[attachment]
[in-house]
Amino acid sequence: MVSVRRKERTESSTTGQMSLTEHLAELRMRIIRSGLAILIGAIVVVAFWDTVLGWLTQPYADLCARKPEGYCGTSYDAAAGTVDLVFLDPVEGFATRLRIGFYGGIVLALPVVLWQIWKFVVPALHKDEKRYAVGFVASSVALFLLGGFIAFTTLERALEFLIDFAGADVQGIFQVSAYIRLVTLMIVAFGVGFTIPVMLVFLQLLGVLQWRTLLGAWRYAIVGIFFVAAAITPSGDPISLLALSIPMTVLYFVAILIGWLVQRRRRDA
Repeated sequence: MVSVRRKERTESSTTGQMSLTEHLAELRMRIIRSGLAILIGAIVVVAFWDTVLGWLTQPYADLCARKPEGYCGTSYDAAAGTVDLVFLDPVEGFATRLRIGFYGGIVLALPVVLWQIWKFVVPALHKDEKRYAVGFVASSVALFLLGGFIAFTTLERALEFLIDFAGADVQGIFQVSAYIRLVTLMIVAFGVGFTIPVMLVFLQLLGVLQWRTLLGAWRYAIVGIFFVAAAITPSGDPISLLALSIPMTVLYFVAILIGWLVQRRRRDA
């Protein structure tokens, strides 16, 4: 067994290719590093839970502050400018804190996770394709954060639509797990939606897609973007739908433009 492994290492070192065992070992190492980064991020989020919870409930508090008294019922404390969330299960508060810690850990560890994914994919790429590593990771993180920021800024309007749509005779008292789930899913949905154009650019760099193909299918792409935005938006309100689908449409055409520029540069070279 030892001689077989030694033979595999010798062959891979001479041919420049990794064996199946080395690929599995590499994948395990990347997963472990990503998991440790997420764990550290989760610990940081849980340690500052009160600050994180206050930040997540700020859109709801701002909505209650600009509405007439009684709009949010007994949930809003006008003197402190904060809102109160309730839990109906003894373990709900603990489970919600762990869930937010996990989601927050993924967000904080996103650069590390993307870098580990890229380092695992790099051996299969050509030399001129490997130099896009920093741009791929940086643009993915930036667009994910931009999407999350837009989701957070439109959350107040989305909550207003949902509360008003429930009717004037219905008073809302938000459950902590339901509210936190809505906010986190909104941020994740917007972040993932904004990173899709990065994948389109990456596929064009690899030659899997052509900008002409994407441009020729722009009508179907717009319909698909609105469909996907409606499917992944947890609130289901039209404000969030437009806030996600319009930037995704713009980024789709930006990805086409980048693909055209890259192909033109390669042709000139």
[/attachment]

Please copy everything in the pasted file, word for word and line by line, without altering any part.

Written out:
[in-house]
Amino acid sequence: MVSVRRKERTESSTTGQMSLTEHLAELRMRIIRSGLAILIGAIVVVAFWDTVLGWLTQPYADLCARKPEGYCGTSYDAAAGTVDLVFLDPVEGFATRLRIGFYGGIVLALPVVLWQIWKFVVPALHKDEKRYAVGFVASSVALFLLGGFIAFTTLERALEFLIDFAGADVQGIFQVSAYIRLVTLMIVAFGVGFTIPVMLVFLQLLGVLQWRTLLGAWRYAIVGIFFVAAAITPSGDPISLLALSIPMTVLYFVAILIGWLVQRRRRDA
Repeated sequence: MVSVRRKERTESSTTGQMSLTEHLAELRMRIIRSGLAILIGAIVVVAFWDTVLGWLTQPYADLCARKPEGYCGTSYDAAAGTVDLVFLDPVEGFATRLRIGFYGGIVLALPVVLWQIWKFVVPALHKDEKRYAVGFVASSVALFLLGGFIAFTTLERALEFLIDFAGADVQGIFQVSAYIRLVTLMIVAFGVGFTIPVMLVFLQLLGVLQWRTLLGAWRYAIVGIFFVAAAITPSGDPISLLALSIPMTVLYFVAILIGWLVQRRRRDA
């Protein structure tokens, strides 16, 4: 067994290719590093839970502050400018804190996770394709954060639509797990939606897609973007739908433009 492994290492070192065992070992190492980064991020989020919870409930508090008294019922404390969330299960508060810690850990560890994914994919790429590593990771993180920021800024309007749509005779008292789930899913949905154009650019760099193909299918792409935005938006309100689908449409055409520029540069070279 030892001689077989030694033979595999010798062959891979001479041919420049990794064996199946080395690929599995590499994948395990990347997963472990990503998991440790997420764990550290989760610990940081849980340690500052009160600050994180206050930040997540700020859109709801701002909505209650600009509405007439009684709009949010007994949930809003006008003197402190904060809102109160309730839990109906003894373990709900603990489970919600762990869930937010996990989601927050993924967000904080996103650069590390993307870098580990890229380092695992790099051996299969050509030399001129490997130099896009920093741009791929940086643009993915930036667009994910931009999407999350837009989701957070439109959350107040989305909550207003949902509360008003429930009717004037219905008073809302938000459950902590339901509210936190809505906010986190909104941020994740917007972040993932904004990173899709990065994948389109990456596929064009690899030659899997052509900008002409994407441009020729722009009508179907717009319909698909609105469909996907409606499917992944947890609130289901039209404000969030437009806030996600319009930037995704713009980024789709930006990805086409980048693909055209890259192909033109390669042709000139």